Beer porn

10 04 2011

The beer orgy continues! A diversity of the ol’ barley pop has been swilled over the past few weeks here at Nondakure HQ. In a slight change of tack, this post will be more visual than textual. In other words, I’m just being plain lazy and can’t be bothered constructing a proper piece of writing.

Tosser's Real Dry. This is the first time in 12 years I've seen beer in a plastic bottle. Says a lot about the venue in which it's served... then again, it provides inebriated bogans with an opportunity to belt each other with their drinking vessels without actually causing serious harm. And don't even get me started on the jokes about the name of the beer.

“I am a firm believer in the people. If given the truth, they can be depended upon to meet any national crisis. The great point is to bring them the real facts, and beer.”

-Abraham Lincoln

Brew Dog Paradox. Now here's an interesting one... it's not exactly a secret that I enjoy whisky, so the thought of a beer matured in whisky casks - in this case, The Arran Malt - is a lip-smacking proposition. The only problem is that I've never actually tried Arran, so I'm not exactly sure what points of reference I'm looking for here (er, other than whisky) but it was delicious nonetheless. Chapel Street Cellars and Slow Beer here in Melbourne have a variety of other beers aged in whisky casks (including a number of peated whisky casks), although unfortunately the vast majority are beyond the sort of price I'm willing to pay for a beverage that, once opened, you have to drink in its entirety.

“A fine beer may be judged with only one sip, but it’s better to be thoroughly sure.”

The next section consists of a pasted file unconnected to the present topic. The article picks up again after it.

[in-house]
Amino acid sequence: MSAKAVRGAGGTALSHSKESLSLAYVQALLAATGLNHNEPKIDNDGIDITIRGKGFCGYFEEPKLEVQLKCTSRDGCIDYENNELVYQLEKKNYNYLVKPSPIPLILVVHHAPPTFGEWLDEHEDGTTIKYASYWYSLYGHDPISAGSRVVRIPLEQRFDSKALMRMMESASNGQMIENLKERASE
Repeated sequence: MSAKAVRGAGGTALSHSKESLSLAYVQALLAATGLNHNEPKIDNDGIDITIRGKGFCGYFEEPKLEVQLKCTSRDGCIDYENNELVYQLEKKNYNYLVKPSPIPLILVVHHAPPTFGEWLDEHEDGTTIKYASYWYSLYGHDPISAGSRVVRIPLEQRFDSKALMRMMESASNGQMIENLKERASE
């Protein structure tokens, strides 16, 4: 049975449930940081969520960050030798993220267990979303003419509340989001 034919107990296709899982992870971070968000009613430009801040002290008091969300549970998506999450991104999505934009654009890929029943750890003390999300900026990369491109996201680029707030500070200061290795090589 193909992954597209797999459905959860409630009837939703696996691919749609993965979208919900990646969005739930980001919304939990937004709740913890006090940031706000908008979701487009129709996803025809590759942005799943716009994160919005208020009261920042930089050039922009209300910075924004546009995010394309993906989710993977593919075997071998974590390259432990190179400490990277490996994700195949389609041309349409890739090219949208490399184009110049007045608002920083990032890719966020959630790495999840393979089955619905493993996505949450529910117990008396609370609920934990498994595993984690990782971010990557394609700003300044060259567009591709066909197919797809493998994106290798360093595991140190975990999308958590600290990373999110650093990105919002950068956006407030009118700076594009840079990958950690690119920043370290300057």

-Czech proverb

Here is a comment left by user "Eddie murphy" on thebackpacker.net website concerning Phoenix Beer from Mauritus: "I had phoenix beer when i was in mauritius it was wicked. I got really drunk and i didnt care im telling you guys once you drink phoenix you wont drink another beer. I also like cool aid ma mama makes that for me all the time. i like to smoke weed and drink phoenix beer. Smoke de sensimiila an drink de phoenix beer!! i like to sing micheal jacksons song oh tito stop teasing, im telling mom. i also like cock." I'm actually going to Mauritius in July, so expect further commentary on this beer (and in all likelihood, the local rums) a few months down the track.

“You can’t be a real country unless you have a beer and an airline. It helps if you have some kind of a football team, or some nuclear weapons, but at the very least you need a beer.”

-Frank Zappa

L-R: HaandBryggeriet 'Norwegian Wood', Hitachino Nest Japanese Classic Ale, 3 Ravens Dark, 8 Wired 'The Big Smoke' Smoked Porter. All picked up from Slow Beer in Hawthorn. The Norwegian Wood was impressive (apparently it's a recreation of traditional Norse beer), quite a distinct spicy and smokey finish to it, and the first beer I've tried featuring juniper twigs and berries in the ingredients. Greatly enjoyed the Hitachino brew as well, the cedar barrels definitely impart a unique flavour. Definitely keen to try more from that brewery, might even be worth a side-trip next time I'm in Japan. 3 Ravens Dark has been the highlight of the last two Fed Square Microbrewery Showcase events I've been to (see my last post), and 'The Big Smoke' was a decent but balanced wallop of smoke, roasted coffee and dark chocolate. Good stuff.